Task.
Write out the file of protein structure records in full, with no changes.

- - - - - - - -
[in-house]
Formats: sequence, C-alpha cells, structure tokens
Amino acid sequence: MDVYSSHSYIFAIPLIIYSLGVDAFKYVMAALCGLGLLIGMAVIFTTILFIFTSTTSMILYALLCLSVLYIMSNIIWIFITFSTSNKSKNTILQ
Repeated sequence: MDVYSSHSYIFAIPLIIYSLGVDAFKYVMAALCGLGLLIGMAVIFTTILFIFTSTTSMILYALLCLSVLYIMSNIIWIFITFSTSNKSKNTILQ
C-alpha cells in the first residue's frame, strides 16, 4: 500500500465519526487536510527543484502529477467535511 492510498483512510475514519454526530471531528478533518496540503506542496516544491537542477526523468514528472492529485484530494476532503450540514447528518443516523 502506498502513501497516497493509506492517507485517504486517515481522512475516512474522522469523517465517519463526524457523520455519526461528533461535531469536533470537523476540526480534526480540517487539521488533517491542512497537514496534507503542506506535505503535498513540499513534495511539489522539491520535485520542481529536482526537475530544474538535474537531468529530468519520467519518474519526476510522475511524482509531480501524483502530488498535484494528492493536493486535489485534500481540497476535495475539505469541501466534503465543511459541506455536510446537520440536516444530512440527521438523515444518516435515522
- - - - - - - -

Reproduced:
[in-house]
Formats: sequence, C-alpha cells, structure tokens
Amino acid sequence: MDVYSSHSYIFAIPLIIYSLGVDAFKYVMAALCGLGLLIGMAVIFTTILFIFTSTTSMILYALLCLSVLYIMSNIIWIFITFSTSNKSKNTILQ
Repeated sequence: MDVYSSHSYIFAIPLIIYSLGVDAFKYVMAALCGLGLLIGMAVIFTTILFIFTSTTSMILYALLCLSVLYIMSNIIWIFITFSTSNKSKNTILQ
C-alpha cells in the first residue's frame, strides 16, 4: 500500500465519526487536510527543484502529477467535511 492510498483512510475514519454526530471531528478533518496540503506542496516544491537542477526523468514528472492529485484530494476532503450540514447528518443516523 502506498502513501497516497493509506492517507485517504486517515481522512475516512474522522469523517465517519463526524457523520455519526461528533461535531469536533470537523476540526480534526480540517487539521488533517491542512497537514496534507503542506506535505503535498513540499513534495511539489522539491520535485520542481529536482526537475530544474538535474537531468529530468519520467519518474519526476510522475511524482509531480501524483502530488498535484494528492493536493486535489485534500481540497476535495475539505469541501466534503465543511459541506455536510446537520440536516444530512440527521438523515444518516435515522